• Aboriginal artist Betty Kuntiwa Pumani has been awarded the Wynne Prize for her representation of her country - Antara in South Australia. (NITV News)Source: NITV News
Betty Kunitwa Pumani has used her artistic talents to showcase her hometown of Antara and score the 2017 Wynne Prize.
By
Laura Morelli

28 Jul 2017 - 5:08 PM  UPDATED 28 Jul 2017 - 5:08 PM

The Wynne Prize of $50,000 for best landscape painting or figure sculpture has been awarded to Aboriginal artist Betty Kuntiwa Pumani from Antara in South Australia.

Antara in South Australia is an extremely important site for Betty Kuntiwa Pumani and her family. Antara is her mother’s country.

This place and its significant maku (witchetty grub) tjukurpa were a constant element in the paintings of her mother, the late Kunmanara (Milatjari) Pumani.

"Betty has tried to express the physicality of her connection to country and what it represents for her family."

Heath Aarons, Art Centre Manager at Mimili Maku Arts says it’s great to see strong artworks from the APY Lands – a place where Betty lives, works and Mimili community is based, being recognised.

“We’re proud that Betty’s and another two artworks from our centre were shortlisted for a prize… then to receive the news that Betty was the recipient of such a prestigious prize was an absolute honour,” he said. 

 

Betty and her older sister, Ngupulya Pumani are proud custodians of this country; they map its significance and hold its stories strong in their paintings.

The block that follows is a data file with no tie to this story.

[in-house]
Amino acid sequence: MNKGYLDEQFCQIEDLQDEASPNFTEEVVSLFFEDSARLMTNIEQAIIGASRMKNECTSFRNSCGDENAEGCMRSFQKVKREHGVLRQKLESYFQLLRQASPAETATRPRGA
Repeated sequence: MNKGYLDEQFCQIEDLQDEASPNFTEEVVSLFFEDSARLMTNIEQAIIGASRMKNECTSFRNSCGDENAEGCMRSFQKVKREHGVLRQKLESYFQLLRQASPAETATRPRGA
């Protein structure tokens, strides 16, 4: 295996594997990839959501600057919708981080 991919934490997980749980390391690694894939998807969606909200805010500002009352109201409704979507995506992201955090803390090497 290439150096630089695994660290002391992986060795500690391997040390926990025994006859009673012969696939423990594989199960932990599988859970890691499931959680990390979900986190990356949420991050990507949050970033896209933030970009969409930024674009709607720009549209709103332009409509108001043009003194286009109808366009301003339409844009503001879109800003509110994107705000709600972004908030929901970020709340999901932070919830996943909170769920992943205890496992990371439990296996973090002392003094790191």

“Betty paints a specific location which is really important to her and her family and she’s tried to express the physicality of her connection to country and what it represents for her family. Antara – the title of the painting, and the name of the country she has painted is an important site for the family,” Heath said.

Betty’s signature reds evoke the rocky desert country of Antara, while simultaneously suggesting blood or viscera and an unmistakable energy. The contrasting areas of white and its subtle tonal shifts are a quiet and patient counterpoint to the pulsating reds.

Betty, a former teacher at Mimili Anangu School, regularly paints the country that surrounds Antara. She has developed a hybrid style of traditional iconography and figurative, a painterly language which is fresh and lively.

The prize was established following a bequest by Richard Wynne, who died in 1895, and first awarded in 1897, in honour of the official opening of the Gallery at its present site.

This open competition is judged by the trustees of the Art Gallery of NSW. Many winning paintings have become icons in Australian landscape art, entering the collections of public galleries.

Betty is currently in Sydney to receive the award and wasn’t available for comment but Heath says on her behalf that ‘Mimili Maku Arts would like to thank the Art Gallery of NSW and the APY Art Centre Collective.’

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“Betty paints a specific location which is really important to her and her family and she’s tried to express the physicality of her connection to country and what it represents for her family. Antara – the title of the painting, and the name of the country she has painted is an important site for the family.”